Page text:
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  • Writer's pictureCooper Shattuck

The Balcony in Mediation

Updated: May 25, 2023

Who doesn’t like a room with a view? Unfortunately, in many mediations, the parties, the lawyers, and maybe even the mediator get tunnel vision. It usually happens mid-afternoon, after lunch, after negotiating for a few hours. Everyone loses perspective. Emotions begin to creep in. They creep in regardless of the type of case. Instead of making progress, everyone digs in. That didn’t work well in World War I’s trench warfare, and it doesn’t bode well for a successful mediation. If one sees any light at the end of the tunnel, they believe it to be a train headed their way. This is a good time to go to the balcony (and maybe take some sugary snacks with you).

Most mediations reach this stage. When they do reach this point – when the parties are close to their negotiation goals, and it is evident that there will be no overlap once they get there – a settlement will be more challenging than perhaps first thought.

This is where mediators earn their fees. This is where the real work – the serious negotiations – begins. Many mediations never reach this fertile ground because the negotiations are abandoned out of frustration. Anyone who does a lot of mediation knows and anticipates this stage. It takes patience and persistence to make it past this point – to determine whether a resolution is possible. It might be that day (hopefully) or, as is happening more often, later.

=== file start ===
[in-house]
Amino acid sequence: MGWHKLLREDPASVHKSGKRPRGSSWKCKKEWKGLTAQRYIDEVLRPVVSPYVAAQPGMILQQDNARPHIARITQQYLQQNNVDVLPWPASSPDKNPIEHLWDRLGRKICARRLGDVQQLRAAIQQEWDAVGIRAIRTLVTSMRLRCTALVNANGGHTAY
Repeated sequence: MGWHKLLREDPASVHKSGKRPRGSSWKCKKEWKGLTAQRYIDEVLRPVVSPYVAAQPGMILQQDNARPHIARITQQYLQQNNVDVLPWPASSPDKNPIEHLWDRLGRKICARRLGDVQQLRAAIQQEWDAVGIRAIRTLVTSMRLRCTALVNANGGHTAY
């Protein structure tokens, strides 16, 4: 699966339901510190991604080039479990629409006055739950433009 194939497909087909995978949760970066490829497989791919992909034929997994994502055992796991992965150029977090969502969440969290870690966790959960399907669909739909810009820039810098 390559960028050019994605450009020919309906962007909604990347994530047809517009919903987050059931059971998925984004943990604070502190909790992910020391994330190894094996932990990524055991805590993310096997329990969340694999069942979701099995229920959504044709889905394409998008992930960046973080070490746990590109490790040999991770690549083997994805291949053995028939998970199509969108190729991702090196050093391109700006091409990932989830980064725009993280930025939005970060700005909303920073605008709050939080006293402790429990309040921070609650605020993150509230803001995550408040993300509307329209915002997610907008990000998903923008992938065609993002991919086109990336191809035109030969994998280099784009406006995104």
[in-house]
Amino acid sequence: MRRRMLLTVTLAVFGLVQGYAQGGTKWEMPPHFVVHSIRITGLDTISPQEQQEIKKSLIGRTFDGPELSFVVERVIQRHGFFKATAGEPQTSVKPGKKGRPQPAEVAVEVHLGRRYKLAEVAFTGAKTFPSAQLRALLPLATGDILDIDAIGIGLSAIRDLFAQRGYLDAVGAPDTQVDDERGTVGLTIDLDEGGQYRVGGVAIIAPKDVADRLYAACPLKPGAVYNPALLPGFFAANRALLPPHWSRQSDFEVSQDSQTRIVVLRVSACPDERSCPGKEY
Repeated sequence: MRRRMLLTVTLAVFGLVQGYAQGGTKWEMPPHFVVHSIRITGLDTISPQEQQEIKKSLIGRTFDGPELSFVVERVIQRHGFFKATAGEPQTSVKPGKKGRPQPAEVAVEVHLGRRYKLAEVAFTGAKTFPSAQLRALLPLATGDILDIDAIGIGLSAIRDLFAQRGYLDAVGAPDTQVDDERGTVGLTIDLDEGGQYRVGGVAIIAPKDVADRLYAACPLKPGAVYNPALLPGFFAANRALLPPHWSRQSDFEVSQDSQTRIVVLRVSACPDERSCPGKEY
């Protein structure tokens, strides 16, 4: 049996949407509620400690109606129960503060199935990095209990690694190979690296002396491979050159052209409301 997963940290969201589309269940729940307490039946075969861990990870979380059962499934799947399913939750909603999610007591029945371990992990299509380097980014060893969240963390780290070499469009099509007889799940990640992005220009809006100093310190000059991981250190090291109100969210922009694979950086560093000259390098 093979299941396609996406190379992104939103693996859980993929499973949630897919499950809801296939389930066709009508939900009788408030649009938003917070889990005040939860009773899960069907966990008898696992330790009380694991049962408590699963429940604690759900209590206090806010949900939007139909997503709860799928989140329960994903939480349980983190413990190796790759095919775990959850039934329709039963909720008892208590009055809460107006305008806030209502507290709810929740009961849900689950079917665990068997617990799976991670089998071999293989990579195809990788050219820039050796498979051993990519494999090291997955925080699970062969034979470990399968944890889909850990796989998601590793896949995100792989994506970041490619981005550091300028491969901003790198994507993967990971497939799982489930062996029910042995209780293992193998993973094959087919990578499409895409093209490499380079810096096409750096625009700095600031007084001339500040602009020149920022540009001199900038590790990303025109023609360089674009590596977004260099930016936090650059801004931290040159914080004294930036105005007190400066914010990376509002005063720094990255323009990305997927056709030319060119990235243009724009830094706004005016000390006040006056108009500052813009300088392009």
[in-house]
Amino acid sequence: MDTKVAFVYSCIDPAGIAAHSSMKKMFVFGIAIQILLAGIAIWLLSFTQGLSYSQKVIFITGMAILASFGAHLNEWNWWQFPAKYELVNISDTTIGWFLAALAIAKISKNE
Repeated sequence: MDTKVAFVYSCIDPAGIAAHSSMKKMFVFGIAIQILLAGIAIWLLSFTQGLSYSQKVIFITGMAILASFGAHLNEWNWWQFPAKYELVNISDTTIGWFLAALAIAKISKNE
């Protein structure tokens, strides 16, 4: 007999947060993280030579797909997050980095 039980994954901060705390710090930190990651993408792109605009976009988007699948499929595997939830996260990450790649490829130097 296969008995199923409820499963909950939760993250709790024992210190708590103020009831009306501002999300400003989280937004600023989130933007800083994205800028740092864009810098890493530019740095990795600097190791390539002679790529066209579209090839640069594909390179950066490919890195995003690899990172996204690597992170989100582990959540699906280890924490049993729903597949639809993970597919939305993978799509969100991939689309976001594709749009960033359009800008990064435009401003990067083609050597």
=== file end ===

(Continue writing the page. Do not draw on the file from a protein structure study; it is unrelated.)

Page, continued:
One technique for surviving this stage is going to the balcony. It can be done figuratively or literally. It’s simply a time or opportunity to adjust one’s perspective.

The participants must step back from the process and look at where they were, the progress that has been made, the reasons for compromise, the basis for the goals that were established, and the basis for adjusting these goals, and then take a deep breath before carrying on. It’s a time to get out of the weeds and revisit the results of earlier brainstorming. Maybe a resolution that seemed unreasonable or improbable will make more sense. Maybe the interests declared earlier in the negotiations were not the real or most important interests. Maybe another brainstorming session will yield new settlement possibilities which were not illuminated previously.

A good mediator can not only sense when this wall is being approached but can actually coach the parties through this perspective-adjusting exercise. He or she can also give the parties some space to catch their breath and relax. Literally going outside for a breath of fresh air can be what converts an impasse into a stepping stone. Don’t fight the need for a break or a trip to the balcony.


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